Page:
He has brought his concept of solidarity cuisine to Spain, with which he has been helping emergencies and tragedies since 2010. Through World Central Kitchen (WCK), Jose Andres (Mieres, Asturias, 1969) uses the power of food to strengthen communities in times of difficulty, and those that have offered more than 15 million meals to people affected by different natural disasters and other crises in countries such as Albania, Bahamas , Colombia, Guatemala, Haiti, Mexico, Mozambique, Venezuela or the United States.
Now WCK, NGO that is financed with funds and private donations, is responding with a plate of food to people disadvantaged by the pandemic in more than 20 cities around the world. In Spain it works, at the moment, in Madrid, Barcelona and Valencia, and has the collaboration of several chefs, among them, Álvaro Castellanos and Iván Morales, from Taberna Arzábal, the DSTAgE cook, Diego Guerrero; Pepa Muñoz, from El Qüenco de Pepa; or Carles Tejedor, in Barcelona.
Behind all this, in addition to the communication consultant Mateo & Co, Makro and the Food Bank, there is the businessman, based in the United States, where he employs 2,000 people in 31 businesses opened in different countries, invoices around 160 million dollars, and has been recognized as the cook of the pandemic by the magazine Time, who has dedicated the cover of the month of April to him and has recognized him as one of the most influential people in the world.
It is being an example of how to act in emergencies and to attend to one of the first needs, such as food. How can this type of initiative be carried out?
This is something that comes from chefs in restaurants, which is where this initiative comes from. We are a group that is used to feeding not only people on a daily basis, but also doing it in a stressful or emergency situation. The kitchens are very dynamic environments, and in quotes, of orderly chaos, and that skill that is learned in these places is a plus when starting an emergency plan to feed people in a circumstance like the one we are experiencing. .
What do these types of actions mean to you as a professional?
This does not have to do with the professional, this is a commitment as a cook. In the same way that we feed people in ordinary situations as a restaurant, it is that same commitment that is also held when there is an emergency situation like the one we are experiencing. The commitment is, in the end, to feed people and it is the same, in one case as in the other.
From your experience and for others who want to start with solidarity initiatives of this type, what are the main steps to follow?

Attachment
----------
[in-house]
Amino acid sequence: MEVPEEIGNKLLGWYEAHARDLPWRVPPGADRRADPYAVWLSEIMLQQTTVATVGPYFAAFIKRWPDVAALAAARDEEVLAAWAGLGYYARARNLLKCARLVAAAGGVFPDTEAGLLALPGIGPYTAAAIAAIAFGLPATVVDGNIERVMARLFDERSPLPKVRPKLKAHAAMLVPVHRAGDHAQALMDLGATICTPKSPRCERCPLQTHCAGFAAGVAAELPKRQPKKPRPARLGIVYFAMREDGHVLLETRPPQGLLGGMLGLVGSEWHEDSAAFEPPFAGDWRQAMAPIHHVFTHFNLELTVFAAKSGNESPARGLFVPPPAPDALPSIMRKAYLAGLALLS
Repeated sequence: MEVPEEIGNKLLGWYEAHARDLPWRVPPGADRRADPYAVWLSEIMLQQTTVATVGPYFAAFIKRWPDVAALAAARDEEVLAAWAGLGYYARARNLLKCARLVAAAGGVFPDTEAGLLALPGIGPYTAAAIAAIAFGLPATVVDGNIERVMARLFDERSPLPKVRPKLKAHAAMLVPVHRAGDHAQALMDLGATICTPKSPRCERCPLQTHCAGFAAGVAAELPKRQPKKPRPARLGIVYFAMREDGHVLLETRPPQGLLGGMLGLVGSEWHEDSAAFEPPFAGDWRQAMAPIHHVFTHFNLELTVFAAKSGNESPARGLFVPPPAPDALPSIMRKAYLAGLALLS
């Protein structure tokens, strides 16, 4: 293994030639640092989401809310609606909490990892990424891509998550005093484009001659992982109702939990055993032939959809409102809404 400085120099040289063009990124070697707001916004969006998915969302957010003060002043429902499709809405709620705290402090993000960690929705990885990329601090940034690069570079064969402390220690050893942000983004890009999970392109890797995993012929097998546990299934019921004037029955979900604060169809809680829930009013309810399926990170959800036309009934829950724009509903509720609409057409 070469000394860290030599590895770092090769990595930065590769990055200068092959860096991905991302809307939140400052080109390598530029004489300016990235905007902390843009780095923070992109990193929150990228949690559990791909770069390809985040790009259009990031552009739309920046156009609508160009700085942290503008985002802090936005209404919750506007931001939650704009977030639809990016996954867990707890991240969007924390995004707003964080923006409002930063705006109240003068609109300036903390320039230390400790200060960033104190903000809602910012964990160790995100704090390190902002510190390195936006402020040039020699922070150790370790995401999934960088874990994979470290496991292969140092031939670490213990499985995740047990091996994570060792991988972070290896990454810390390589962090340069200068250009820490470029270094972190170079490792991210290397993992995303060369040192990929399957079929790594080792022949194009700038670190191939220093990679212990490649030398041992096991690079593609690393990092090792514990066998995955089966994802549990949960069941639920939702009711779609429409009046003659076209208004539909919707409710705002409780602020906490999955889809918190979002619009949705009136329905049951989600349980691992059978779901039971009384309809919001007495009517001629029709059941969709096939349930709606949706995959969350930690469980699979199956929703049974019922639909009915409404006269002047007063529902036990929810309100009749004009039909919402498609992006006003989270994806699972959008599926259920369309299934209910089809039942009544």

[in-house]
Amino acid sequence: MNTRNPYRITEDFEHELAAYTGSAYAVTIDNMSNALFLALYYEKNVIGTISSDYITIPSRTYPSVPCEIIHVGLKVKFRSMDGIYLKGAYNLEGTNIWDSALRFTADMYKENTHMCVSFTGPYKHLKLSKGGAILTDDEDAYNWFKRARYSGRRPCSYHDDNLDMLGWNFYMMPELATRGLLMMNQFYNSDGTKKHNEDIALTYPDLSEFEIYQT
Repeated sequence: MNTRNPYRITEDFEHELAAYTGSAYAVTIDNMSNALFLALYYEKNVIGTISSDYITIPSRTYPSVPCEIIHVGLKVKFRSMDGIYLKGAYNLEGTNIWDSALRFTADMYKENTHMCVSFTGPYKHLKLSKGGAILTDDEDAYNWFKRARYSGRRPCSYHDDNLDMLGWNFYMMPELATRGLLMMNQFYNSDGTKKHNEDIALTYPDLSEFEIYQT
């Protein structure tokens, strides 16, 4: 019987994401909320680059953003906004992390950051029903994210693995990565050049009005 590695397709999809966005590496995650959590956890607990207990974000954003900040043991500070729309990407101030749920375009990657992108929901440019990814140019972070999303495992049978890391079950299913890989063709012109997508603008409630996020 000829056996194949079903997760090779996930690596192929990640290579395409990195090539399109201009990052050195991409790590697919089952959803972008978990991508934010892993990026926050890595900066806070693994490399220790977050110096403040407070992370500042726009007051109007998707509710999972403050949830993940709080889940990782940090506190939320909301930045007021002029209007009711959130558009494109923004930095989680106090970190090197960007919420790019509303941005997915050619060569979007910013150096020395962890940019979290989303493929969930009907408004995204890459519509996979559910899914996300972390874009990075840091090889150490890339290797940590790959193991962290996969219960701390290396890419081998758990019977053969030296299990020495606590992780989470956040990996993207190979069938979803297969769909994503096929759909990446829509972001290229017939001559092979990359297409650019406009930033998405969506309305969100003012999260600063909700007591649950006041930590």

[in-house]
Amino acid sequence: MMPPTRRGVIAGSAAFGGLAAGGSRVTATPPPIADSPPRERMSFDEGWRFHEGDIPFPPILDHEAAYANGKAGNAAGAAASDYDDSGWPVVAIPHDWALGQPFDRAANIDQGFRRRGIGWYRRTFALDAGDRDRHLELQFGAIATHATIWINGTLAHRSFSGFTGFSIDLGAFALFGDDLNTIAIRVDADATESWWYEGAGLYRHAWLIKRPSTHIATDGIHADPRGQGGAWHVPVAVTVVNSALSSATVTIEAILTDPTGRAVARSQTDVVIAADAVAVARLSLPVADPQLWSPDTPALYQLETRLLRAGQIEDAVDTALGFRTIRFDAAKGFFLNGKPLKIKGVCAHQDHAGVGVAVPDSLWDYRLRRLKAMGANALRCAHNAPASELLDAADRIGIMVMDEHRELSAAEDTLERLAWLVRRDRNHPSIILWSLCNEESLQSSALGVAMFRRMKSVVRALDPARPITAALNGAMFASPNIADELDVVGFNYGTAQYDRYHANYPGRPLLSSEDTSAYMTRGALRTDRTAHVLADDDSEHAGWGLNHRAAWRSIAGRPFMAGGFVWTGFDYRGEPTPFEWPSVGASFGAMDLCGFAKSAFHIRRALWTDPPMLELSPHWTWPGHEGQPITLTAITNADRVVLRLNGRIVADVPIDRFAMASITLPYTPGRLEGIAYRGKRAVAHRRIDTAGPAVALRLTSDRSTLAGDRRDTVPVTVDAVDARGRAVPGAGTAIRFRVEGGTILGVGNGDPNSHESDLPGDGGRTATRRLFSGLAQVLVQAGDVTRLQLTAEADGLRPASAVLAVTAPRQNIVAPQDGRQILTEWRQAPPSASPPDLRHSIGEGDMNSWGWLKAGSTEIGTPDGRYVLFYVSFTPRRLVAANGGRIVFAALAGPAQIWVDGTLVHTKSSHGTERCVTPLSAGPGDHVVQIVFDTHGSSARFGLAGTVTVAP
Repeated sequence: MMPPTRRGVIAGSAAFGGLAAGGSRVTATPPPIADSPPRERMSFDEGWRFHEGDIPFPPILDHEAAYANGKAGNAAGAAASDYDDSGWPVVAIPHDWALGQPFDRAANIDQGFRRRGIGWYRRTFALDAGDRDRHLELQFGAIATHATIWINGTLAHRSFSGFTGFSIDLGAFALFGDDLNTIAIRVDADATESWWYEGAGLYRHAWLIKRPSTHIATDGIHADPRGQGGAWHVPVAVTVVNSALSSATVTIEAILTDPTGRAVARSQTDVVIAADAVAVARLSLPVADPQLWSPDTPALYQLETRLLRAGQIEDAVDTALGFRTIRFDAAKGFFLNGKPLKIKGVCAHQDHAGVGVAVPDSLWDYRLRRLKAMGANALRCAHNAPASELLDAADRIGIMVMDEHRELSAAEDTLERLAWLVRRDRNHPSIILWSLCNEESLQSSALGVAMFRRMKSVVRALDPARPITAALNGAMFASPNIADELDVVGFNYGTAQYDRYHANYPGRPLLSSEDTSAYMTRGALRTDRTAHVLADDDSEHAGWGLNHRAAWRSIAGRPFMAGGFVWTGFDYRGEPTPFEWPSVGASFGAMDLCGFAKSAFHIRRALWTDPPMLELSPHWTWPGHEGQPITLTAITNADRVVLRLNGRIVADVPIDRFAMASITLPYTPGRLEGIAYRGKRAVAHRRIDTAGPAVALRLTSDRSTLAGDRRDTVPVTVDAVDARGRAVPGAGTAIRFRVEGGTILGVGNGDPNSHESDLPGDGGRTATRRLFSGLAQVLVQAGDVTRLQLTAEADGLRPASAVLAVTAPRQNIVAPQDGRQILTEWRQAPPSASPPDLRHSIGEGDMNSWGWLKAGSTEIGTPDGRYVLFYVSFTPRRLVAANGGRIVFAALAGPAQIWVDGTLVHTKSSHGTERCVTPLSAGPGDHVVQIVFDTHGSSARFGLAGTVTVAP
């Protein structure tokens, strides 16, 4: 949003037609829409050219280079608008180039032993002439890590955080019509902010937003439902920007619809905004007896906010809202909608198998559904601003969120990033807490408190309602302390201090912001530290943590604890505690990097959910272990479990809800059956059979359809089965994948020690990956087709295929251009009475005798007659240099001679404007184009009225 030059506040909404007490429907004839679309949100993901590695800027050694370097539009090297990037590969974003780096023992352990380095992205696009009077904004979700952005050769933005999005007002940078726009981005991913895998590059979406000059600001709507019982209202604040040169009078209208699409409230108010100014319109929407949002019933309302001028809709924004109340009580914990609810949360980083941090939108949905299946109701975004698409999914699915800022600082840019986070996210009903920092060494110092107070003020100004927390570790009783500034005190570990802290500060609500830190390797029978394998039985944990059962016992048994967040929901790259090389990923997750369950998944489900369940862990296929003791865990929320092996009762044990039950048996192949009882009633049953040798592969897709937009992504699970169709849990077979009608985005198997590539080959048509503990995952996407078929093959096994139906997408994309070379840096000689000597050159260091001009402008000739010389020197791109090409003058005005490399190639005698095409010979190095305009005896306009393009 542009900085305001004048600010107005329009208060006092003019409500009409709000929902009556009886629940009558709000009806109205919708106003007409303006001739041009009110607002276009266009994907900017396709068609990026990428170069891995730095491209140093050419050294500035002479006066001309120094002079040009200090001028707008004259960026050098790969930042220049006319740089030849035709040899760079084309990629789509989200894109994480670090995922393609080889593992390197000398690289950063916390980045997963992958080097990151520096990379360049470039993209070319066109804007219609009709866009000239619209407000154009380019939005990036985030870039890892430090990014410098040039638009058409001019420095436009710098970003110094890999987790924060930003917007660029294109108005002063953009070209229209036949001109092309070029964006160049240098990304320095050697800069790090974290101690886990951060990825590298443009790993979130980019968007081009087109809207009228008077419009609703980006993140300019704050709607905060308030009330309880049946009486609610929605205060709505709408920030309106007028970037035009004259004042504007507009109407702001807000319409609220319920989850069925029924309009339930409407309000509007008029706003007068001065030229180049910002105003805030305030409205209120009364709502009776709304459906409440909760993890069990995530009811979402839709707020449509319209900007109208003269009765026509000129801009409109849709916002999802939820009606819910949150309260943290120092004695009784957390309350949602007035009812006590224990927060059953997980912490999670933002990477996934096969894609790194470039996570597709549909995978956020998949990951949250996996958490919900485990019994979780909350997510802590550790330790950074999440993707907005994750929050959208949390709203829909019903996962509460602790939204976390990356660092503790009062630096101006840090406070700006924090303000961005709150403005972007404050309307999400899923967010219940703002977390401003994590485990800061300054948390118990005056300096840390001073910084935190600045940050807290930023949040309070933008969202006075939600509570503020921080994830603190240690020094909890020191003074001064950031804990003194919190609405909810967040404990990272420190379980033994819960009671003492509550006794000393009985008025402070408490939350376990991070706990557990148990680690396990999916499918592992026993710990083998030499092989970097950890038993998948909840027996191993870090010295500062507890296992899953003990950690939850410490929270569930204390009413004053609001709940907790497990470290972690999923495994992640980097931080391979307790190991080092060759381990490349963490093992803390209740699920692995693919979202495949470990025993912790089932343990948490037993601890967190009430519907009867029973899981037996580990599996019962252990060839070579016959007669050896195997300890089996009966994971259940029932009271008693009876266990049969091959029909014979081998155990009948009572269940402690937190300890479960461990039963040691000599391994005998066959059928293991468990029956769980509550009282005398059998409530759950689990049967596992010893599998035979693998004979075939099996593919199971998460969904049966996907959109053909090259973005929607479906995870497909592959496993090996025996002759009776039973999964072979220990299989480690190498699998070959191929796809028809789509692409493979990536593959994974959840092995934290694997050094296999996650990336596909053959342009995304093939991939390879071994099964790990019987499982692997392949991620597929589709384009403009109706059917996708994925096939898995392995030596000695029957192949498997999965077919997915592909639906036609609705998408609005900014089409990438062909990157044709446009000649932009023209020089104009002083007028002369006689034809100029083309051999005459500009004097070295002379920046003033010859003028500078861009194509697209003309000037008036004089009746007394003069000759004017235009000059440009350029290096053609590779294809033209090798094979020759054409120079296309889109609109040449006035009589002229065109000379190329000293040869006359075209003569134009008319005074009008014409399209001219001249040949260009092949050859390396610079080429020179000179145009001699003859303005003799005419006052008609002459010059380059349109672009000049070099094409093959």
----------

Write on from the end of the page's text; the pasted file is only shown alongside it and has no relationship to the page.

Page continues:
The principle is social commitment to the community, no more is needed. One of the keys to what we do is work with local communities. Production is very important at the end of the day, which is something for which we have the know how, But just as important as this is knowing which family, which home, or which district has a need. There is no better partner in this whole emergency plan, what we are doing, than those people who live in a neighborhood and know that in their block there are three families who need a plate of food. You don’t have to think about a global solution, but how you can help your neighbors, how you can help the people who live in your neighborhood.
How will this crisis change us as a society?
After every disaster, opportunities always arise. And with regard to society, what we hope will come out of this is that we all acquire the social responsibility that we have with each other. It will be important that from all this, on a personal level we see that at the end of the day we are a society, that we understand that there is an interdependence between all, as a society, globally.
The restaurant sector is one of the most affected, how do you think it will recover?
As I said, after all disasters, there are opportunities. Recovering after this requires reinventing yourself and for this you need creativity, and if anything particularly qualifies Spain in the restaurant sector, it is precisely that. As a country, it has been one of the creative engines of restoration in the world, therefore, that creativity is going to be an essential element of recovery and we are sure that Spain has plenty of that.
Many businesses will be lost in this tsunami, which means loss of business fabric, there is a recipe for those who do not know how to get ahead.
It is important to adapt to the new reality and it is true that it will be a reality that will bring opportunities and it is important to know how to identify them. Society is going to change, new consumption habits are going to emerge and the important thing is to anticipate and identify those new businesses that may appear.
You have investments in Spain. Recently, together with the Riberas brothers, from Gonvarri and Gestamp, you launched the Bulbiza project, an initiative with several stores on Calle Ibiza in Madrid. How do you think this crisis will affect them?
Our only priority right now, as a chef and as a group, is to feed the people who are in need, and in due course, when this happens, we will have to attend to the strategy that we will have to follow with the new situation.